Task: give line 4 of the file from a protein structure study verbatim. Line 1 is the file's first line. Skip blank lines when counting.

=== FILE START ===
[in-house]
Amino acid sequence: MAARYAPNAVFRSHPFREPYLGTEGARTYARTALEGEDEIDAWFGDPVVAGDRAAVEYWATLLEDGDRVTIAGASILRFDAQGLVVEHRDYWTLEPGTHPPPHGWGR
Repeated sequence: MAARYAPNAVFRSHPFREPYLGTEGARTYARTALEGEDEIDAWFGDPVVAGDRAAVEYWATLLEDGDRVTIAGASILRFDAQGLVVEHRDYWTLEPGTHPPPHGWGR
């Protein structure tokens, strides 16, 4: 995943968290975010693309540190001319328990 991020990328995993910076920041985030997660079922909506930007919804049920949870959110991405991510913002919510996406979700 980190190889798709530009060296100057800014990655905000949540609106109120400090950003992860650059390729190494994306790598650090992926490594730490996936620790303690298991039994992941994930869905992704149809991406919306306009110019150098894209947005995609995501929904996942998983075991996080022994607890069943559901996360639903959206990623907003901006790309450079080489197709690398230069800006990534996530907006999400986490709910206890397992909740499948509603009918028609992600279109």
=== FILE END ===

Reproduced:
């Protein structure tokens, strides 16, 4: 995943968290975010693309540190001319328990 991020990328995993910076920041985030997660079922909506930007919804049920949870959110991405991510913002919510996406979700 980190190889798709530009060296100057800014990655905000949540609106109120400090950003992860650059390729190494994306790598650090992926490594730490996936620790303690298991039994992941994930869905992704149809991406919306306009110019150098894209947005995609995501929904996942998983075991996080022994607890069943559901996360639903959206990623907003901006790309450079080489197709690398230069800006990534996530907006999400986490709910206890397992909740499948509603009918028609992600279109």